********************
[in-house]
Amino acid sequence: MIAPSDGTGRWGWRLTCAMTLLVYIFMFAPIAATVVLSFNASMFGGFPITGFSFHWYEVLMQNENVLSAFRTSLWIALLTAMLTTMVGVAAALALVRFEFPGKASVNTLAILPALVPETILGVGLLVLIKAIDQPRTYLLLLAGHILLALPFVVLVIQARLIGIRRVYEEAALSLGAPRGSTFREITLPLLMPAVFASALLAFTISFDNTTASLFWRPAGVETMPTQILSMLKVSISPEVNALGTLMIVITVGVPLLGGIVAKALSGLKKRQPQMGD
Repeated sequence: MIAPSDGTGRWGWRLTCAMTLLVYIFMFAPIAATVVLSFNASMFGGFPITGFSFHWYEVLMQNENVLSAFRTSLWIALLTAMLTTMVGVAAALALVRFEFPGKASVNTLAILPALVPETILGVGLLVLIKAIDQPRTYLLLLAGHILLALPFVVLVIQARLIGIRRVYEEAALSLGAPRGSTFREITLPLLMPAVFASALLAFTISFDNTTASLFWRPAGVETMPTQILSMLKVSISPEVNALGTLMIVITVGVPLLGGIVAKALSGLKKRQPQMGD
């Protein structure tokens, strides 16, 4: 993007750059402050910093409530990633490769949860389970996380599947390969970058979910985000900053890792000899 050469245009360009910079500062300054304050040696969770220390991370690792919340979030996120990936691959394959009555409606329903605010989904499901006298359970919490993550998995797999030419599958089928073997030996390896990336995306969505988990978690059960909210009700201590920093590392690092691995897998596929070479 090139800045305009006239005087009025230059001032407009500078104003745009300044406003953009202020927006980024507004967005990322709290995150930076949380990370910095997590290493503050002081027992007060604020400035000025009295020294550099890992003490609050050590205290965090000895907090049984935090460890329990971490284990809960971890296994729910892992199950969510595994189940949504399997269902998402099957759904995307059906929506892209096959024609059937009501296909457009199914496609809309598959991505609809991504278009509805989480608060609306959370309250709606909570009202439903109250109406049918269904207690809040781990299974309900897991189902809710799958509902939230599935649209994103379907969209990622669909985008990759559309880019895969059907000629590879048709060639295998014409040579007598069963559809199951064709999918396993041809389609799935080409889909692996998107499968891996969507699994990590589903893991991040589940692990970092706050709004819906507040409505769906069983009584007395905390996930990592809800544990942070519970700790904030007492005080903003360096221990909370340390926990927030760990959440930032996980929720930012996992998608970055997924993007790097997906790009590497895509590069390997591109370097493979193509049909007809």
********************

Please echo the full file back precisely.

[in-house]
Amino acid sequence: MIAPSDGTGRWGWRLTCAMTLLVYIFMFAPIAATVVLSFNASMFGGFPITGFSFHWYEVLMQNENVLSAFRTSLWIALLTAMLTTMVGVAAALALVRFEFPGKASVNTLAILPALVPETILGVGLLVLIKAIDQPRTYLLLLAGHILLALPFVVLVIQARLIGIRRVYEEAALSLGAPRGSTFREITLPLLMPAVFASALLAFTISFDNTTASLFWRPAGVETMPTQILSMLKVSISPEVNALGTLMIVITVGVPLLGGIVAKALSGLKKRQPQMGD
Repeated sequence: MIAPSDGTGRWGWRLTCAMTLLVYIFMFAPIAATVVLSFNASMFGGFPITGFSFHWYEVLMQNENVLSAFRTSLWIALLTAMLTTMVGVAAALALVRFEFPGKASVNTLAILPALVPETILGVGLLVLIKAIDQPRTYLLLLAGHILLALPFVVLVIQARLIGIRRVYEEAALSLGAPRGSTFREITLPLLMPAVFASALLAFTISFDNTTASLFWRPAGVETMPTQILSMLKVSISPEVNALGTLMIVITVGVPLLGGIVAKALSGLKKRQPQMGD
């Protein structure tokens, strides 16, 4: 993007750059402050910093409530990633490769949860389970996380599947390969970058979910985000900053890792000899 050469245009360009910079500062300054304050040696969770220390991370690792919340979030996120990936691959394959009555409606329903605010989904499901006298359970919490993550998995797999030419599958089928073997030996390896990336995306969505988990978690059960909210009700201590920093590392690092691995897998596929070479 090139800045305009006239005087009025230059001032407009500078104003745009300044406003953009202020927006980024507004967005990322709290995150930076949380990370910095997590290493503050002081027992007060604020400035000025009295020294550099890992003490609050050590205290965090000895907090049984935090460890329990971490284990809960971890296994729910892992199950969510595994189940949504399997269902998402099957759904995307059906929506892209096959024609059937009501296909457009199914496609809309598959991505609809991504278009509805989480608060609306959370309250709606909570009202439903109250109406049918269904207690809040781990299974309900897991189902809710799958509902939230599935649209994103379907969209990622669909985008990759559309880019895969059907000629590879048709060639295998014409040579007598069963559809199951064709999918396993041809389609799935080409889909692996998107499968891996969507699994990590589903893991991040589940692990970092706050709004819906507040409505769906069983009584007395905390996930990592809800544990942070519970700790904030007492005080903003360096221990909370340390926990927030760990959440930032996980929720930012996992998608970055997924993007790097997906790009590497895509590069390997591109370097493979193509049909007809």